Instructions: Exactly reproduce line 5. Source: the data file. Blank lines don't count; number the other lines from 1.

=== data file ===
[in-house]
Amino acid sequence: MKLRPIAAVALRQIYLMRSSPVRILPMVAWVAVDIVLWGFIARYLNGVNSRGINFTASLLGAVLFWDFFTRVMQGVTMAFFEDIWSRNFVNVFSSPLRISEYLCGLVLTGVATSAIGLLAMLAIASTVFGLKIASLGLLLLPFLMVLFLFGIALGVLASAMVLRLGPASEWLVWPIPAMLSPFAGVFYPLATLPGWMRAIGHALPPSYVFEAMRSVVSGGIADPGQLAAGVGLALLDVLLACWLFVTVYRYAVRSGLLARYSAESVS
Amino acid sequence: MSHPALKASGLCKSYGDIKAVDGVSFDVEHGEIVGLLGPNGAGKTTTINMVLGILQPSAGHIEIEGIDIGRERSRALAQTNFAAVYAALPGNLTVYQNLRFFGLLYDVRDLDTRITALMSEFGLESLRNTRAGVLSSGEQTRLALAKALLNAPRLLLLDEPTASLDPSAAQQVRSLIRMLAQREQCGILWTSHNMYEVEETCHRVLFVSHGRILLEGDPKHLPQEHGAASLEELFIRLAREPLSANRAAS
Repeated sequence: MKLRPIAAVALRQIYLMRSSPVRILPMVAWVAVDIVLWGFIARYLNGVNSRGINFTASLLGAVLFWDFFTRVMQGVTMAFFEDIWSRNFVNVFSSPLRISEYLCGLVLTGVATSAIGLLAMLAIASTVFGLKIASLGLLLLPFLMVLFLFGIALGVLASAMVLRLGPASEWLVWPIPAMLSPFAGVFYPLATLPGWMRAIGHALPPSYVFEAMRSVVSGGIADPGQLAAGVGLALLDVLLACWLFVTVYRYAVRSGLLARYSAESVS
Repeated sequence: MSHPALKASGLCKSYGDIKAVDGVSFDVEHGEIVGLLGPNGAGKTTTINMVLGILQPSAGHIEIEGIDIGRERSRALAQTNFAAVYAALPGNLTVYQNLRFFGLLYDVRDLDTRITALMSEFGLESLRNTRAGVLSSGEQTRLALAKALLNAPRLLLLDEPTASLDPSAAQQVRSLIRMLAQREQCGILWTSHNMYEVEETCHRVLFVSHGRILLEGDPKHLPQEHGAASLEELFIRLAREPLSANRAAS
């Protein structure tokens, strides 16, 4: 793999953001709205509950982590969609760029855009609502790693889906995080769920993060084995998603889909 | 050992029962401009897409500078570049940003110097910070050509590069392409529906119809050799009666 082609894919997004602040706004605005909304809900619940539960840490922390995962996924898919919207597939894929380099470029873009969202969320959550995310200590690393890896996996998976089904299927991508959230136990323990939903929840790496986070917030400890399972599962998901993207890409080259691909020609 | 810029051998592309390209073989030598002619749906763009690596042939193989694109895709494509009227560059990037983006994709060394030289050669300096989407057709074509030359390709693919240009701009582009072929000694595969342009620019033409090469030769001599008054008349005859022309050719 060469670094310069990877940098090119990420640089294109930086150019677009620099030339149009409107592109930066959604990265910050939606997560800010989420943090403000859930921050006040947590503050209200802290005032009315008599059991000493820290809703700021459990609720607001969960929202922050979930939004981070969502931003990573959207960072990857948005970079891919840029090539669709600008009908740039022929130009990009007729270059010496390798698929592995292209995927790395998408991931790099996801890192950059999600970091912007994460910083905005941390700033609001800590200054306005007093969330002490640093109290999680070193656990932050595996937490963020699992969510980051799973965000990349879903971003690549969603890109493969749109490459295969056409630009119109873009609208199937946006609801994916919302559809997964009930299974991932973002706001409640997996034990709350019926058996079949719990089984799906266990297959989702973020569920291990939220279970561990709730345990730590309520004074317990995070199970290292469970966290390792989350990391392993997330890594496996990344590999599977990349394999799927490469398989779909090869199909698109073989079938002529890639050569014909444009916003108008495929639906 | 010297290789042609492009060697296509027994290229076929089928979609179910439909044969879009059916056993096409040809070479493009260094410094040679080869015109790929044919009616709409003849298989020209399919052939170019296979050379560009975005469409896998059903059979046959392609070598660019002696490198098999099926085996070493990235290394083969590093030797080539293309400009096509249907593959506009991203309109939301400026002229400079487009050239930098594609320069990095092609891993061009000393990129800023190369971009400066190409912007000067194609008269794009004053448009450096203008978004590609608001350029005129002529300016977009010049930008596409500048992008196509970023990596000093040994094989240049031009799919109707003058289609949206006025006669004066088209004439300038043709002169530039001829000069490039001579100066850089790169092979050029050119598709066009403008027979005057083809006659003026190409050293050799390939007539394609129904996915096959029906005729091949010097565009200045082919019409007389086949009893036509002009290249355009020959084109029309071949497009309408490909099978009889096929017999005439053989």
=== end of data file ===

Repeated sequence: MSHPALKASGLCKSYGDIKAVDGVSFDVEHGEIVGLLGPNGAGKTTTINMVLGILQPSAGHIEIEGIDIGRERSRALAQTNFAAVYAALPGNLTVYQNLRFFGLLYDVRDLDTRITALMSEFGLESLRNTRAGVLSSGEQTRLALAKALLNAPRLLLLDEPTASLDPSAAQQVRSLIRMLAQREQCGILWTSHNMYEVEETCHRVLFVSHGRILLEGDPKHLPQEHGAASLEELFIRLAREPLSANRAAS